Sunday, February 20, 2011
Revolution Begins: Madison WI
The elite cannot rule alone. To hold power, a large share of the masses must acquiesce to the elite's authority. In America, Democrats have held the high ground since siding with the working class in the Depression (1929-40), and making government America’s positive agent of change. But Democrats’ inability to fix the economy in 2009-10, when the party held all the levers of power, broke the “good government” shield that protected America’s elite from popular disaffection.
Now government stands naked, exposed to the public as out for itself, exploiting the taxpaying population, and unable to better voters’ lives in return. Nowhere is this changed reality more starkly on display than in Madison, Wisconsin, where government workers call in “sick” to their workplaces so that they can demonstrate around the state capitol in a desperate effort to hang on to their privileged status, as they battle a duly-elected Republican government.
The nation is fixed on Madison’s struggle, and will be changed by the outcome:
“There is a growing sense that public-sector unions are not battling for better, safer workplaces. They're not battling unscrupulous employers. They're battling ... the common good.”
--Editorial, Chicago Tribune
“It is a crucial moment for the country and the Democratic Party. Will the latter align itself against the former? Is the co-dependency between organized labor and the Democratic Party to be the demise of both?”
--Jennifer Rubin, Washington Post
“We are witnessing the logical conclusion of the Democratic Party's philosophy, and it is this: Your tax dollars exist to make public sector unions happy. When we run out of other people's money to pay for those contracts and promises (most of which are negotiated outside of public view, often between union officials and the politicians that union officials helped elect), then we just need to raise taxes to cover a shortfall that is obviously Wall Street's fault.”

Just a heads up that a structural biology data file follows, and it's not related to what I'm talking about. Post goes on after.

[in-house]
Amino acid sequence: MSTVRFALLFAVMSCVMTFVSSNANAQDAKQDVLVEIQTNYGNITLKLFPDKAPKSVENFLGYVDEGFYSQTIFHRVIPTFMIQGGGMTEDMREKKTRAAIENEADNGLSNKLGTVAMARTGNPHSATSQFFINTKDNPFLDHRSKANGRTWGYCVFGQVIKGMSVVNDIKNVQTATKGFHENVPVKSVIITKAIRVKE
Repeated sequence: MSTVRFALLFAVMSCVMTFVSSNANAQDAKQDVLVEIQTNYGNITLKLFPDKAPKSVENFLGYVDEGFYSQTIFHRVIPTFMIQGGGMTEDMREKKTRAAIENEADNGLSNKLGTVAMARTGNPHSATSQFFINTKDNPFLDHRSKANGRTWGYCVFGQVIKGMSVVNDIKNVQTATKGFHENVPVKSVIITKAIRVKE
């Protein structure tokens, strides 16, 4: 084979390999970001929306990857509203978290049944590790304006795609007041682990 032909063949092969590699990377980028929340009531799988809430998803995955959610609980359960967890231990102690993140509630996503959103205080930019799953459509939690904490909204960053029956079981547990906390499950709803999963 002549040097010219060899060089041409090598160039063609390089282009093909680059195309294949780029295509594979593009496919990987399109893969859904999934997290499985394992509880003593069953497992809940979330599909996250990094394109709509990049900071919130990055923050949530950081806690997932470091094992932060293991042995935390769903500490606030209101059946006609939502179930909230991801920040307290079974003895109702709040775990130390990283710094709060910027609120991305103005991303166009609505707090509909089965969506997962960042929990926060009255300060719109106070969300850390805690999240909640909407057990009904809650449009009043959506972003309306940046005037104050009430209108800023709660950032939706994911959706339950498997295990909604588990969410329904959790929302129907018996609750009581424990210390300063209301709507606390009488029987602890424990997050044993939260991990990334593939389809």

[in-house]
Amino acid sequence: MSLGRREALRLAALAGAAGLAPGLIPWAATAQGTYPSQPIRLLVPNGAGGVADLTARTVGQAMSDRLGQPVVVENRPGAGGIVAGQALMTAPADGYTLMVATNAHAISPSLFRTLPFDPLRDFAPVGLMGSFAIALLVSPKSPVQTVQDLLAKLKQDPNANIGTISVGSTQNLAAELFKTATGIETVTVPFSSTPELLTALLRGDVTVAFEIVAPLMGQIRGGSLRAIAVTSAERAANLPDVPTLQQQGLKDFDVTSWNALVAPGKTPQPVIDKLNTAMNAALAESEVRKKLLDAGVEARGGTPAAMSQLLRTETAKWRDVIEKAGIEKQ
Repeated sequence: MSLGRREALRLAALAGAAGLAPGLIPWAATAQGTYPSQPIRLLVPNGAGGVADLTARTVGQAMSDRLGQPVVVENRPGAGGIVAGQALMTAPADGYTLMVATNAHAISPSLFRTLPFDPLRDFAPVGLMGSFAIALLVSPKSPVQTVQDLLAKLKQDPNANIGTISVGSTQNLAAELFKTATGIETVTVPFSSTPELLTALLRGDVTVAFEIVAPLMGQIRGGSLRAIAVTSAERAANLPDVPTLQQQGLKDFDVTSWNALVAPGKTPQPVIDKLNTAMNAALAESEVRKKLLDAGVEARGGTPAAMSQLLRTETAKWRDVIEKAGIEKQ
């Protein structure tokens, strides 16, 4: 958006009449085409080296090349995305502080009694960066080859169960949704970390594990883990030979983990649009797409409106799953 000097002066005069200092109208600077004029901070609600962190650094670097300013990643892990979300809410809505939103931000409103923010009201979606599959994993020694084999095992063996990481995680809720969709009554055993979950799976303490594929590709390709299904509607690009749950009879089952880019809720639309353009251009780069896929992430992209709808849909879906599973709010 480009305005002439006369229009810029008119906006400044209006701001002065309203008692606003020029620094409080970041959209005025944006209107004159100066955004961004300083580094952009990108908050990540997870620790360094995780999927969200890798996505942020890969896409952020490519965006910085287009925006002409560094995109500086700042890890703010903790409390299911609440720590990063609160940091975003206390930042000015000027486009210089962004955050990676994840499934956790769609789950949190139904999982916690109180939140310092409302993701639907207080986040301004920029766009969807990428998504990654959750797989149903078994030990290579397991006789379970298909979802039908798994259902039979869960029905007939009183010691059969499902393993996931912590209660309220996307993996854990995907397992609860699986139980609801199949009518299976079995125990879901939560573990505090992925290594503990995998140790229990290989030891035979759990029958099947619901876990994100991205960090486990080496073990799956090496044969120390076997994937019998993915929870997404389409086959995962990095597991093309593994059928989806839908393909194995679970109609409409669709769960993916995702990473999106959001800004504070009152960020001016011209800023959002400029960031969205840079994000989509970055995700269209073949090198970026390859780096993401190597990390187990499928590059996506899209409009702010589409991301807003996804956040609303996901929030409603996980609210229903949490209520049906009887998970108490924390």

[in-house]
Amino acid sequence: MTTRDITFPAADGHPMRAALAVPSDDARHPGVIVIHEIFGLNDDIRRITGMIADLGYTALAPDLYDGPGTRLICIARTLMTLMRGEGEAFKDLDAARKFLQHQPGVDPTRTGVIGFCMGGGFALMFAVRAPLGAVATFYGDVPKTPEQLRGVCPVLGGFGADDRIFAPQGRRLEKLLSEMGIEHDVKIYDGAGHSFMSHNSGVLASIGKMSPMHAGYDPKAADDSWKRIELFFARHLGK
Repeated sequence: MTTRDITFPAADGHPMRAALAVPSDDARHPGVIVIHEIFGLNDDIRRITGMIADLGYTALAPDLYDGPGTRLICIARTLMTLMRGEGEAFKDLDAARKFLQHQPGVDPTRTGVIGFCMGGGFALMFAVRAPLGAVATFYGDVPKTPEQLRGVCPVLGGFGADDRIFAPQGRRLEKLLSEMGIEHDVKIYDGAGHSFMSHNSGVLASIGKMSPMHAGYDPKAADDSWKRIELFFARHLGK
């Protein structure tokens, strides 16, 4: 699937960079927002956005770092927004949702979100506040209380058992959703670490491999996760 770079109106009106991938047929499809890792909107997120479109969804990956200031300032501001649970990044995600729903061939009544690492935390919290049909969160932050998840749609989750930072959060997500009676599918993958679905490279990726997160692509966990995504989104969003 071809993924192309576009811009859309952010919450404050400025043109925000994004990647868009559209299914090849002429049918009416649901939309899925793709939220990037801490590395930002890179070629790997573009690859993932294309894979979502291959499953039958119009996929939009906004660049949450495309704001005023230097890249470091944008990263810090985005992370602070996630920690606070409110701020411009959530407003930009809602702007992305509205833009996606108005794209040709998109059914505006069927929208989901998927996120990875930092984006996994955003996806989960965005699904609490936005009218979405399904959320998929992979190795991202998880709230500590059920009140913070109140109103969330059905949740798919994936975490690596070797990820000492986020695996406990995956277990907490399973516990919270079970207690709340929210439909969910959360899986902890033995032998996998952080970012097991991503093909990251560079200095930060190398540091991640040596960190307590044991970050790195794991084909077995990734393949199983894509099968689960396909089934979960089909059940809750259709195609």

--Matt Welch, Reason
“public sector unions and government employees are the last great citadel of the Blue Model and what we see in Madison is a way of life fighting for survival in the last ditch. We should not be surprised that the battle is fierce, the tactics ruthless, the polarization intense. . .
“to reduce the costs of doing business in this country and make both capital and labor more attractive[, reduce] the ‘friction’ in our system. That means dramatically restructuring government, the legal system and the educational and health care systems.
“The culture of bureaucratic legalism will have to disappear. . . the only way forward for the United States is to unleash the full transformational power of information technology in the knowledge and service industries even if this entails (as it surely will) the destruction of the current institutional, bureaucratic and guild-based systems on which we currently rely.”
--Walter Russell Mead, The American Interest
“At bottom, this is the unions versus the people. . . With state budgets in crisis and the Democratic machinery already in all-out campaign mode, war has already been declared -- and if the unions win, the people lose.”
--Timothy P. Carney, Washington Examiner